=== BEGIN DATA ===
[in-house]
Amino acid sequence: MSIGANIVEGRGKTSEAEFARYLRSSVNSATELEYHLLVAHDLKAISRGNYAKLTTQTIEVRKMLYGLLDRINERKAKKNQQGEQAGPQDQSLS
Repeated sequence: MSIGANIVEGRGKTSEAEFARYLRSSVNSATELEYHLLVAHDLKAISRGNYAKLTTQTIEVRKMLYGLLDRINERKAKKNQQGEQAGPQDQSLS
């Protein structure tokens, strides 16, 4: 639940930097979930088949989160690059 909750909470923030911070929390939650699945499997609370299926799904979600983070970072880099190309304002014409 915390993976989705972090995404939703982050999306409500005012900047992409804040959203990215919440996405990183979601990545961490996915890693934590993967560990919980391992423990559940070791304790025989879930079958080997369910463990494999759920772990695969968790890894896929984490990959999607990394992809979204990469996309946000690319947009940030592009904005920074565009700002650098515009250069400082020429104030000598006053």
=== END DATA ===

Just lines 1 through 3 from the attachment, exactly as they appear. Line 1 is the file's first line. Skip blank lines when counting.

[in-house]
Amino acid sequence: MSIGANIVEGRGKTSEAEFARYLRSSVNSATELEYHLLVAHDLKAISRGNYAKLTTQTIEVRKMLYGLLDRINERKAKKNQQGEQAGPQDQSLS
Repeated sequence: MSIGANIVEGRGKTSEAEFARYLRSSVNSATELEYHLLVAHDLKAISRGNYAKLTTQTIEVRKMLYGLLDRINERKAKKNQQGEQAGPQDQSLS